21 mars 2003
come on, i know that this blog's go to be more personnal oriented and all. but these last weeks had been such boring for me that i cannot imagine speaking about it to you, thousands of readers. :)
Warren Ellis, some disturbed guy, wrote.
in fact, he does many things, but cannot stop to write. tons of words, billions of sentences, posting them to its mailing list or sending them to the artists he work with, for licensing some of the best comics worlwide, through many publishers.
what did i say ? oh, yeah, Warren wrote this (all above text was sent on Warren' Badsignal mailing list - email@example.com - that i recommend to all of you) :
"French people, please stop emailing to guess what French Film Thing is. I'm not going to tell you, because it still may not happen. I'll update this at the end of the month.".
the man don't wanna talk about his Albator movie project, produced by Jean-Pierre Dionnet and done by Oliver Dahan ?
heck, with all this noise around this project, i really hope it will works. and that Olivier Dahan will really do a REAL movie, this time. don't fuck with Warren, Olivier...
"No, I'm not getting hate mail from America about working with French people.
And I wouldn't care if I did.".
tell me that Warren' readers ain' t this stupid, uh ?
"However, I have had comments relayed back to me about Reload #1, one person reporting that his retailer, upon selling him the book, commented that if I were in America I'd be deservedly hanged for writing that book.".
"I've signed a deal with Sci-Fi Channel to develop a concept I created for a TV movie and possible back-door pilot. They came to me to talk about creating something in the mode of the currently popular comic-book licenses. What I gave them back was something action-based but more grounded and science-fictional; more in common with Sturgeon, Pohl, Zelazny and Silverberg than Spider- Man. And they bought it anyway, bless them. It's called SUPERHUMAN, and it's about the confluence of physical change and transhuman technological approach bringing on superhumanity. Right now, I'm the originator and a producer. None of the next steps are set in stone right now, and obviously there are no guarantees past my authorship of the development document. But, yeah. I'm being paid to create and develop a movie for Sci-Fi Channel. The deal was brokered by manager Aaron Michiel and agent Angela Cheng Caplan with Carel Cutler at Writers And Artists. And I owe Larry Young a beer. That's all I'm saying for now.".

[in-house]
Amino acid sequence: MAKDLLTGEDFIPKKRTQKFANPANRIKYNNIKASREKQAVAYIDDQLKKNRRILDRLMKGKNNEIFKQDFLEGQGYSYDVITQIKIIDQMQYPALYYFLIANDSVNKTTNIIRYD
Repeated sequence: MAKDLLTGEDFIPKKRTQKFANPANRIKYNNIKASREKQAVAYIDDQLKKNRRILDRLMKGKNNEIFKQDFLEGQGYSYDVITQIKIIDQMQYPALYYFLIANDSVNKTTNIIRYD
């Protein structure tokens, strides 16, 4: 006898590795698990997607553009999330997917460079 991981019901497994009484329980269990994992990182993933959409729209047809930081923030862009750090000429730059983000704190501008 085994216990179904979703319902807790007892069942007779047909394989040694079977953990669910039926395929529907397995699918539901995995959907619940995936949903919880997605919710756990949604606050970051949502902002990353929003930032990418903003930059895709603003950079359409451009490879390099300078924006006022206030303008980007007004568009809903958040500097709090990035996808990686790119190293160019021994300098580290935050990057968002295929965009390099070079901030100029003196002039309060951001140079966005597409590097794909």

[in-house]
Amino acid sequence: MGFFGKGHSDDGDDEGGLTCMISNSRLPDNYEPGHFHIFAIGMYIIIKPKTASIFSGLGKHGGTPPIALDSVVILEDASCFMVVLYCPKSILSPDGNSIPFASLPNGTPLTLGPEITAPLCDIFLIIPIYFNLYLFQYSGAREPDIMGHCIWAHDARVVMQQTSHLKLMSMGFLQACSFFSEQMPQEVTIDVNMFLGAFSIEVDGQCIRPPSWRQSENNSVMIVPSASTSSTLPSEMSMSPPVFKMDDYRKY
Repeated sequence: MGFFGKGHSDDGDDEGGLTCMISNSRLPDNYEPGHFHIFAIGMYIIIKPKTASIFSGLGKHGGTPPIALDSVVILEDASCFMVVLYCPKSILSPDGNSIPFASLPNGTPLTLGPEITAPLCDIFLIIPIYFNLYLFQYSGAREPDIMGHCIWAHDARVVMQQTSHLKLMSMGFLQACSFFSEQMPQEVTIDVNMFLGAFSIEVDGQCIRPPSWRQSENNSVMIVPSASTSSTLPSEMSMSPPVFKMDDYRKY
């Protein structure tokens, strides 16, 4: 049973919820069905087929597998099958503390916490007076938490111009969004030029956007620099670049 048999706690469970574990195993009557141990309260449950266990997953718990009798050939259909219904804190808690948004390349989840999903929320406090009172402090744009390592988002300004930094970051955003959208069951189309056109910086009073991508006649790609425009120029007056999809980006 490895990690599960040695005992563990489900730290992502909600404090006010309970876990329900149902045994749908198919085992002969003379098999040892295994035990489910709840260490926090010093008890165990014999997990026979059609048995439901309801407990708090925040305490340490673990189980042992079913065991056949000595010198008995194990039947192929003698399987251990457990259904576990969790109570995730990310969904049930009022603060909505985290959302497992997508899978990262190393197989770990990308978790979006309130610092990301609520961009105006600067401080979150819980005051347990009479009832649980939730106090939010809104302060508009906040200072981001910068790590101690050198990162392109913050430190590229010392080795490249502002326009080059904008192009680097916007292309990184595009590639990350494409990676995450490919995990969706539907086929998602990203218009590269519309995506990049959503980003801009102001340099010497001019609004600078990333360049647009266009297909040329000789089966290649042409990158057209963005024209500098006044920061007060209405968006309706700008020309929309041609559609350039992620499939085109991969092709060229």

if you told me this a few years ago, i'd probably said something like "shut up you funny liar". but Ellis is going more than a Media Engine #<5000, by now...
on a heavier topic, he also wrote this :
"I remember when Gulf War One kicked off. We'd all been waiting for it for days. That night, I was down at the local all-night burger place, writing LAZARUS CHURCHYARD; working longhand in a notebook in those days, sketching out the pages so I didn't ask for anything impossible to draw in the scripts. Sammy, the owner, would tell my friends that I'd been in there until 4am, "making his little drawings and taking tablets with his Coke." The little TV was on in there, but he wasn't turning down the radio or the bloody fruit machines.
I looked up, and the balloon went up and the cruise missiles banged off and we'd gotten our war on. I stood at the counter, watching a war start on TV, with a fruit-machine background of bingbingbingbing bloopbloop chakkachakkachakka you're a winner!
After about forty-five minutes, the initial bombardment paused, and I ran home. My housemate was waiting at the stairs. We both yelled at each other, "It's started!" Stayed up til dawn watching the first war to be fully televised.
Last night, I had the BBC News 24 videostream open on the right hand side of my screen while I wrote in the left, AOL open in the bottom quarter of the screen so I could trade email with Fraction and Peter Rose, both channel-surfing in the States. And we thought watching the first one on TV was creepy.
There's a webcam in Baghdad, but it's down.
The crump of bombing distorted out of my speakers, as I looked down on Baghdad at dawn through the BBC camera. They had a reporter on the phone in central Baghdad, and he couldn't keep the surprise out of his voice: I'm in the centre of the city and they're not bombing me. Anti-aircraft fire cracked over his voice.
Imagine being in one of those houses. With your family. You never got to dissent. This war's got nothing to do with you. You can hear the sound of the world's big dog scratching and booming outside your door, and you never did anything wrong but to be born there.
Regime change could have been effected twelve years ago and very few people would have argued the toss, the tangle of America's fickle affections aside. In a different phase of American geopolitical manipulation, Saddam Hussein was the lesser of two evils, and no-one wanted to see crazy Iran win a Middle East war. That Saddam is a little bastard is almost irrelevant now. The real needs of this war have little to do with Saddam being a basket case who shouldn't be allowed to run a bath, let alone a country. The instances where there were actual justification for going in, taking him and putting him in front of a court are long gone.
There were other ways. There were always other ways. And now we, able to dissent, made complicit by democracy, will wear the stink of a para-legal war of oil and Robespierrean guillotine politics for a long time."
'nuff said. i love this guy.